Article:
Such scenes were playing out across the town's small business district: people running, helping one another, then watching in stunned and helpless awe. In all, 28 buildings were lost and scores of vehicles were washed away, some turning up later, embedded in the banks of the river like flotsam. At least, they said, no one was injured.
A town meeting was held the following evening, and the question was raised: What about the rodeo? Its chairman, Ken Graves, already had decided in his own mind that it would have to be canceled.
But in a town hit hard over the last decade by a withering oil-drilling industry, the rodeo was the biggest economic boost of the year, with the bars, motels and small restaurants teeming with out-of-towners.
"I didn't know how we could recover," said Gordon Herring, the town mayor and a trooper with the Wyoming Highway Patrol. "We were divided among ourselves whether to put on the rodeo."
But talk at the meeting turned to the Wyoming can-do spirit, the memory of Deke Latham and how some of the nation's finest cowboys had made plans to come to Kaycee.
"We decided to go ahead with the rodeo and help the town help itself," Graves said.
Casper city and Johnson County officials already had dispatched workers, dump trucks, skip loaders and bulldozers to help Kaycee dig out. Other neighboring towns and counties sent help too. About 200 volunteers from nearby Campbell arrived with nothing more than shovels. Gov. Jim Geringer deployed National Guardsmen.
Within days, the town had doubled, then tripled in size. The Red Cross arranged emergency housing for the displaced, and the Southern Baptist Convention set up mobile kitchens to feed the throngs.
Severely damaged buildings were razed. Rancher Jim Ullery brought in 160 dump-truck loads of gravel to fill in exposed basements. And an army of volunteers attacked the rodeo grounds with a vengeance.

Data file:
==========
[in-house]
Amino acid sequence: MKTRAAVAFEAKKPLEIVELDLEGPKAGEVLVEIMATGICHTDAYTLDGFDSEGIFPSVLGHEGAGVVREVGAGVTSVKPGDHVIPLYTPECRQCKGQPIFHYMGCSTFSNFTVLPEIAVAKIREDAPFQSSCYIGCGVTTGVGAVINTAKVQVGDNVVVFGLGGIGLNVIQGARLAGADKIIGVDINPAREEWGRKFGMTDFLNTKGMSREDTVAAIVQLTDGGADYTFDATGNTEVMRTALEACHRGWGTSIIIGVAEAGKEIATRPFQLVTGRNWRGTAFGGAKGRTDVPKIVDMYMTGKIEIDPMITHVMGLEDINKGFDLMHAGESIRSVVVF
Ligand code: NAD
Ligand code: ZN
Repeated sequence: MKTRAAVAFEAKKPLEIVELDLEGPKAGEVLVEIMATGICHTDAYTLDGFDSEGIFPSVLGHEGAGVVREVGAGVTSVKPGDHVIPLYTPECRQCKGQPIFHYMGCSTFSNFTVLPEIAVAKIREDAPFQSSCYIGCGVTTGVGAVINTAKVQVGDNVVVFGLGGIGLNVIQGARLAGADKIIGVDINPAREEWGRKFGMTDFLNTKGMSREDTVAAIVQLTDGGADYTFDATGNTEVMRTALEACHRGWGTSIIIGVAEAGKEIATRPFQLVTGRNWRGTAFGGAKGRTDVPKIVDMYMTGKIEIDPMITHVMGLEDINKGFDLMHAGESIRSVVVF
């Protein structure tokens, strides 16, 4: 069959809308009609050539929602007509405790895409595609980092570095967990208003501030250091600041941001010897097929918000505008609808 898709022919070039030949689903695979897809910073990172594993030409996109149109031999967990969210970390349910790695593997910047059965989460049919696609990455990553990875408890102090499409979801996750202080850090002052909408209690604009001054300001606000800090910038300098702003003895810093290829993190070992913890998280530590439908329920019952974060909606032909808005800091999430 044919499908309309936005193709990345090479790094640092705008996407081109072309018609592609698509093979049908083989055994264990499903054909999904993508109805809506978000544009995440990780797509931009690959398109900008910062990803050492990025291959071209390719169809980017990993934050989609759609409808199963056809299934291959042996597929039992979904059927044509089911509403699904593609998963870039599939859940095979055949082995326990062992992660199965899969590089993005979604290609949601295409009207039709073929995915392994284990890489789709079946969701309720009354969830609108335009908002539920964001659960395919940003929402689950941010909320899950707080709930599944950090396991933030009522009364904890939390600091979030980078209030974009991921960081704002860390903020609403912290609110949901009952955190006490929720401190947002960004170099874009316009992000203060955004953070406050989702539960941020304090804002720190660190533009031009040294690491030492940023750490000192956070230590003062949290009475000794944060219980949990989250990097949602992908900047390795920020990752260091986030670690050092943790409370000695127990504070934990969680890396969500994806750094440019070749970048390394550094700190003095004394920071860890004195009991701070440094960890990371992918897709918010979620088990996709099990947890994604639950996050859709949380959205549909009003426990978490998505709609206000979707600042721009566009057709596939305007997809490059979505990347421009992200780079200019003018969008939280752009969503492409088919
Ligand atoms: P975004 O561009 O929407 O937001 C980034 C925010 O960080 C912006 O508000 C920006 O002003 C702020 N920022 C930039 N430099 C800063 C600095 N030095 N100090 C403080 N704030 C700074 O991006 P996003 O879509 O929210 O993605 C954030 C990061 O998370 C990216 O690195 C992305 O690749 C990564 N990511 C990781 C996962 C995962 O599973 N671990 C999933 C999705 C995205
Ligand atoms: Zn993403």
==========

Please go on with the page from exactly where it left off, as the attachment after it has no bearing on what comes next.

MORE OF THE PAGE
The volunteers repaired the electrical boxes, removed huge tree limbs that were lodged against the calf chute, bolted propane tanks back to the ground, cleaned the fences of debris and even carried off part of the Riverside Inn that had washed onto the grounds.
"I was watching all of this activity, and I just bawled," Herring said. "I couldn't believe all of the support we were receiving. From as far away as Billings, Mont., people in motor homes were coming, just to help us pick up debris."
By Friday night, just in time for the weekend rodeo, the work was completed, and the traditional free community barbecue was staged: sloppy Joes, potato salad, baked beans and brownies. Last year, folks donated $400 for the feed. This year, $1,100 was dropped in the cardboard donation box.
As businesspeople and homeowners were still considering their own rebuilding plans, the cowboys were arriving as scheduled for bareback and saddle bronc riding, steer wrestling, bull riding and barrel racing.
Texan Gary Allen, the world champion steer roper, looked over the arena in amazement. "If I hadn't seen the flood pictures, I wouldn't have believed there was one here," he said. "The grounds are in real good shape. Sandy, dry."
"This town," he said, "likes its cowboys."
Tye Curuchet, his home destroyed, said he would worry later about building a new place. In the meantime, his family is living with friends.
"But we proved to ourselves we could hold the rodeo," he said. "This weekend, there's a sense of starting over."